Re: [gamepad] Haptic Feedback/Controller Vibration

Mozilla has played around with gamepad vibration a bit already:
There's been some mixed messages, but so far the basic idea seems to be to
either extend the existing Vibration
API<>to handle
multiple motors (and presumably associate it back to a specific
pad) or to add a very similar looking "vibrate" function to the gamepad
API. Something like:

vibrate(int motorIndex, float intensity);

Personally I think that there's got to be a little more to it than that.
For one, you'll want to be able to query not only how many motors a device
has but have a way of expressing what type of feedback that motor provides
(is it a heavy motor, etc.) and possibly some description of it's locality
(The Xbox One controller has motors in each trigger, and the Steam
controller has motors under each touchpad.) I have no idea how to concisely
and robustly communicate that information. This also assumes that the
device has simple X-Input style feedback, not the more complicated joystick
force feedback that was all the rage in the 90s. (Which is far more
complicated and fairly dead, so I doubt it's worth addressing at all.)

As for controller speakers, I see the argument that it's a type of
controller feedback, but I don't think it should be conflated with
controller vibration. I see them as two very distinct features. It *is* an
interesting feature to consider on it's own, though.

On Sun, Mar 23, 2014 at 11:19 AM, Patrick Martin <
> wrote:

> Hello,
> Is there a reason that haptic feedback support is missing from the gamepad
> api? I feel that this would prevent developers from fully utilizing modern
> gamepads which nearly always include some form of a haptic feedback
> mechanism, (from the speaker on the wiimote to the dual vibrators in an
> xbox 360 controller). In order for this to work however, we need a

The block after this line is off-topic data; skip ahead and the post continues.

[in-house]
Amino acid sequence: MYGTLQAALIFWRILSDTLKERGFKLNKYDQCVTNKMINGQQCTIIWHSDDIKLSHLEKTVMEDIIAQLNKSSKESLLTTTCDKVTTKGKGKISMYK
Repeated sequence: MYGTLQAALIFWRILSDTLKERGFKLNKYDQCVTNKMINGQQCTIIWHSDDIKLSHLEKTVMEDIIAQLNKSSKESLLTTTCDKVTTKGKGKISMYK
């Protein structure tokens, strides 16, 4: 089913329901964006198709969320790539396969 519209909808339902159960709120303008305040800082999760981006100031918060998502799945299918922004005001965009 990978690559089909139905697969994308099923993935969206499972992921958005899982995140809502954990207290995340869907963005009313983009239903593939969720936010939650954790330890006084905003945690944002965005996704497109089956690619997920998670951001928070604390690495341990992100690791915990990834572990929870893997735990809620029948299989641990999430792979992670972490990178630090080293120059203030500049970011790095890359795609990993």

> mechanism for detecting supported "haptic feedback modes" which could then
> be used on the gamepad with the WebAudio API.
> Here is an example of one such mechanism:
> var ctx = new AudioContext();
> var rumble_audio = document.getElementById("rumbleAudio");
> var rumble_audio_source = ctx.createMediaElementSource(rumble_audio)
> var modes = gamepad.getSupportedFeedbackModes();
> var feedback_node = null;
> if (typeof(modes.RUMBLE_STEREO) !== "undefined"){ // like the xbox 360
> feedback_node = gamepad.getFeedbackNode(ctx,modes.RUMBLE_STEREO);
> }else if(typeof(modes.RUMBLE_MONO) !=="undefined"){ // like some pc
> gamepads
> feedback_node = gamepad.getFeedbackNode(ctx,modes.RUMBLE_MONO);
> }else if(typeof(modes.GAMEPAD_AUDIO)){ // like the wii remote
> feedback_node = gamepad.getFeedbackNode(ctx,modes.GAMEPAD_AUDIO);
> }else{
> feedback_node = ctx.destination
> }
> rumble_audio_source.connect(feedback_node);
> A system like this would allow both greater access to the controller's
> functionality and allow feedback to be dynamically generated or modified by
> the WebAudio API.
> I hope this suggestion helps,
> Patrick Martin

Received on Monday, 24 March 2014 05:05:18 UTC